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400 whales stranded on New Zealand beach

12 February 2017

Rescuers are racing to save hundreds of pilot whales in New Zealand's picturesque Golden Bay on Friday, after one of the country's largest recorded mass whale strandings.

Shocking photos show more than 400 pilot whales stranded on Farewell Spit, on the South Island, in one of the country's worst ever cases.

A lot of them died and rescuers were trying to help surviving ones back into the sea on Saturday.

"Unless they get a couple of strong leaders who decide to head out to sea, the remaining whales will try and keep with their pod on the beach".

A lot of them died but volunteers converged Saturday on the spit, which is a notorious whale trap, to help in the rescue of 100 survivors. About three-quarters of the pilot whales were already dead when they were found Friday morning at Farewell Spit at the tip of the South Island.

Hundreds of whales that were stranded on a New Zealand beach could have come onshore because of a shark attack, rescue officials said.

More than 500 volunteers rushed to the beach to help. Fifty successfully made it out to sea, but just five hours later 80 to 90 were re-stranded, reports Ben Westcott for CNN. "We can only find out from large datasets, but if we know that storms are happening and they are connected with strandings, we can make sure we have resources available to respond to any strandings".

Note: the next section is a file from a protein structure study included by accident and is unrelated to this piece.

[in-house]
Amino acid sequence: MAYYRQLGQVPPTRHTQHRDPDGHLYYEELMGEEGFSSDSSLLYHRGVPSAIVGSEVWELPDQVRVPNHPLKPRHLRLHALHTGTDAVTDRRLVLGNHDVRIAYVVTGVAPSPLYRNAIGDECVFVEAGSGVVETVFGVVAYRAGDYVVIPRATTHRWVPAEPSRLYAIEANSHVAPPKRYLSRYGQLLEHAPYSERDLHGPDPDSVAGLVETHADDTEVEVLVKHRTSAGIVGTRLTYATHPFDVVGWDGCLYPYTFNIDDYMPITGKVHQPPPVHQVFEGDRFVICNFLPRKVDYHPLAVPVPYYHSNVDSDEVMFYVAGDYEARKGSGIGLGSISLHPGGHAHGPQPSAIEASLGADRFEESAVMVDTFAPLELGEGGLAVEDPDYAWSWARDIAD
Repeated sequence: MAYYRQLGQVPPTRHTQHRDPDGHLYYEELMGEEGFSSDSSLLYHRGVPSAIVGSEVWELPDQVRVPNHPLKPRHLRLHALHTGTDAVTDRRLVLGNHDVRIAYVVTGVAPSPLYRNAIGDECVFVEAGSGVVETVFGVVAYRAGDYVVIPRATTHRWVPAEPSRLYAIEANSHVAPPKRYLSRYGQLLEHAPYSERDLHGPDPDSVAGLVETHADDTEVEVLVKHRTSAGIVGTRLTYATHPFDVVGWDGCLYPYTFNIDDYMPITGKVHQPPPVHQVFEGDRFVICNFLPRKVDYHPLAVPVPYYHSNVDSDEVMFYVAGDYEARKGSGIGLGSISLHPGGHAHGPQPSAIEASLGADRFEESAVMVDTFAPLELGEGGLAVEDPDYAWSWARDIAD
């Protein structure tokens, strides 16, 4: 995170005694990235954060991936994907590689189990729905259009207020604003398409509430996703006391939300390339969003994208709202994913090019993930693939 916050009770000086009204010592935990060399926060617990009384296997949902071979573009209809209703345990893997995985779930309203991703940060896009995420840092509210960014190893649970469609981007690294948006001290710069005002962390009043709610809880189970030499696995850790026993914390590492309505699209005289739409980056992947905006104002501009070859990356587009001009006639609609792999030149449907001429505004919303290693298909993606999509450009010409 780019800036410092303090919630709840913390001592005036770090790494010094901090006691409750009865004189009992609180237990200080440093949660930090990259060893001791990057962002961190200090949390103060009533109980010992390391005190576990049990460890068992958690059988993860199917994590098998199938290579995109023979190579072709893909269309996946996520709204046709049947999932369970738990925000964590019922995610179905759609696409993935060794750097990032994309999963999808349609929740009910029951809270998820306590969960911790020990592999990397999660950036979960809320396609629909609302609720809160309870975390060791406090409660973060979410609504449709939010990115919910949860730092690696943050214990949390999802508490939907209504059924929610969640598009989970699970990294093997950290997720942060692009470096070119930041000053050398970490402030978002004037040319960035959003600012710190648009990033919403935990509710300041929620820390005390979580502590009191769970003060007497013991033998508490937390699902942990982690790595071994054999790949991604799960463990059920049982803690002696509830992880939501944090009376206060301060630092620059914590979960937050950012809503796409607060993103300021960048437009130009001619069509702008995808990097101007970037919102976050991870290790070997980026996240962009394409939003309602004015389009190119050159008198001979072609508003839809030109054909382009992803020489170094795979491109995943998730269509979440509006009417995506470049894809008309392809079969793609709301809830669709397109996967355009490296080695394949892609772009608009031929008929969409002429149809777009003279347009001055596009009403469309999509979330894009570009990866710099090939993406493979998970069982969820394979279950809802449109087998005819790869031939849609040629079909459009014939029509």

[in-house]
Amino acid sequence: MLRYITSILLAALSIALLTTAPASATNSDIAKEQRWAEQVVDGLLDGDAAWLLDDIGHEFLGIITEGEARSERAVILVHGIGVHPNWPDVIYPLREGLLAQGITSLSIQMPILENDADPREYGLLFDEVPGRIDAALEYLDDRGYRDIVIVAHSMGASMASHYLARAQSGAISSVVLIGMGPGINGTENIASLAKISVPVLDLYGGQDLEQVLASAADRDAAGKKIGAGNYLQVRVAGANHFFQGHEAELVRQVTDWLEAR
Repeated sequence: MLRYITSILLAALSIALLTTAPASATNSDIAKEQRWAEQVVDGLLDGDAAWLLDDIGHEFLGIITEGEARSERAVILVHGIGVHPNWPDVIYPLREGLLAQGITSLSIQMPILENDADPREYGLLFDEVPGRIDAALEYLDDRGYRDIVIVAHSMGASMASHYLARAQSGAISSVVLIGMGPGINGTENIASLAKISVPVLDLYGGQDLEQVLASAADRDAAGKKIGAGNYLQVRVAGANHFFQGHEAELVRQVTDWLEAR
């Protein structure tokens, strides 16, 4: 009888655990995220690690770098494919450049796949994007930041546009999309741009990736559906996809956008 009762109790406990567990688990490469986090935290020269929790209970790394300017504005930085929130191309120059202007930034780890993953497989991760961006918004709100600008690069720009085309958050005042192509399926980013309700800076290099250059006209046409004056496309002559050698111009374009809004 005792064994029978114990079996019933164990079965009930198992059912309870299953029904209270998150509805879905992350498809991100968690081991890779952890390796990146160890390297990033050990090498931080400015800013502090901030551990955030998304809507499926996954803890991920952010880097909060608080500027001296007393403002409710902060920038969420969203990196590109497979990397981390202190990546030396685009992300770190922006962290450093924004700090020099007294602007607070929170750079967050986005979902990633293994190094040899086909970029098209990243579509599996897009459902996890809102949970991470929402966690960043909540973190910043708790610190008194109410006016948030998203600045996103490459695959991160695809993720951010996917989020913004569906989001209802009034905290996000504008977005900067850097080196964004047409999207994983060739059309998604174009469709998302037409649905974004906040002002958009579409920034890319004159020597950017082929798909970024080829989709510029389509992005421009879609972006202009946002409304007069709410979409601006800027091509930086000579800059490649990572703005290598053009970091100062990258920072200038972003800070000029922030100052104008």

Golden Bay is a lethal spot for pilot whales.

New Zealand is known to have the highest rate of whale strandings in the world, according to the marine environmental organization Project Jonah.

New Zealand's Department of Conservation said on Saturday that at least twenty of the re-beached whales will need to be euthanized.

Disposing of the carcasses of whales will also prove to be a challenging task for conservation workers.

"I'm advised there won't be another attempt to re-float the whales on tonight's high tide because it is too risky for people to be close to the whales in the dark".

People wanting to volunteer should check in around 11am to see if the whales have beached. The second-largest was in 1985 on Great Barrier Island where 450 pilot whales were beached. Experts said that the shallow coastline of what's been dubbed as a whale trap appears to confuse whales, affecting their ability to navigate and go back into the sea once they get close.

400 whales stranded on New Zealand beach